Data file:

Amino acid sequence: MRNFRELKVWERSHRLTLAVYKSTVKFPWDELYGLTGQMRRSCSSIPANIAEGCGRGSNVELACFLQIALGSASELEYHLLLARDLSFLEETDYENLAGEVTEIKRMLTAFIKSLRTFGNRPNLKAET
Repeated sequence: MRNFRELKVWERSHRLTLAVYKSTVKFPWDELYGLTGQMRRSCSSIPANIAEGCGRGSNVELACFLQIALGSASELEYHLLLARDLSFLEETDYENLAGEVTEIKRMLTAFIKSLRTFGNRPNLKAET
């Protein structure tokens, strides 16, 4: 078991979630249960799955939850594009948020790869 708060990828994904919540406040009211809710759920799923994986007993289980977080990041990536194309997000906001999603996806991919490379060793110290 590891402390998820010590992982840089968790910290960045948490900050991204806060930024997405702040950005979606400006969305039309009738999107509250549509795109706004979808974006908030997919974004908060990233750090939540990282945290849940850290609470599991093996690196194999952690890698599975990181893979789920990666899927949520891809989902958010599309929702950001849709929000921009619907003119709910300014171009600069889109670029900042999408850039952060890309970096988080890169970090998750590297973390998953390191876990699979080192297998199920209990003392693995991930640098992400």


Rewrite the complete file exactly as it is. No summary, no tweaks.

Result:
Amino acid sequence: MRNFRELKVWERSHRLTLAVYKSTVKFPWDELYGLTGQMRRSCSSIPANIAEGCGRGSNVELACFLQIALGSASELEYHLLLARDLSFLEETDYENLAGEVTEIKRMLTAFIKSLRTFGNRPNLKAET
Repeated sequence: MRNFRELKVWERSHRLTLAVYKSTVKFPWDELYGLTGQMRRSCSSIPANIAEGCGRGSNVELACFLQIALGSASELEYHLLLARDLSFLEETDYENLAGEVTEIKRMLTAFIKSLRTFGNRPNLKAET
């Protein structure tokens, strides 16, 4: 078991979630249960799955939850594009948020790869 708060990828994904919540406040009211809710759920799923994986007993289980977080990041990536194309997000906001999603996806991919490379060793110290 590891402390998820010590992982840089968790910290960045948490900050991204806060930024997405702040950005979606400006969305039309009738999107509250549509795109706004979808974006908030997919974004908060990233750090939540990282945290849940850290609470599991093996690196194999952690890698599975990181893979789920990666899927949520891809989902958010599309929702950001849709929000921009619907003119709910300014171009600069889109670029900042999408850039952060890309970096988080890169970090998750590297973390998953390191876990699979080192297998199920209990003392693995991930640098992400």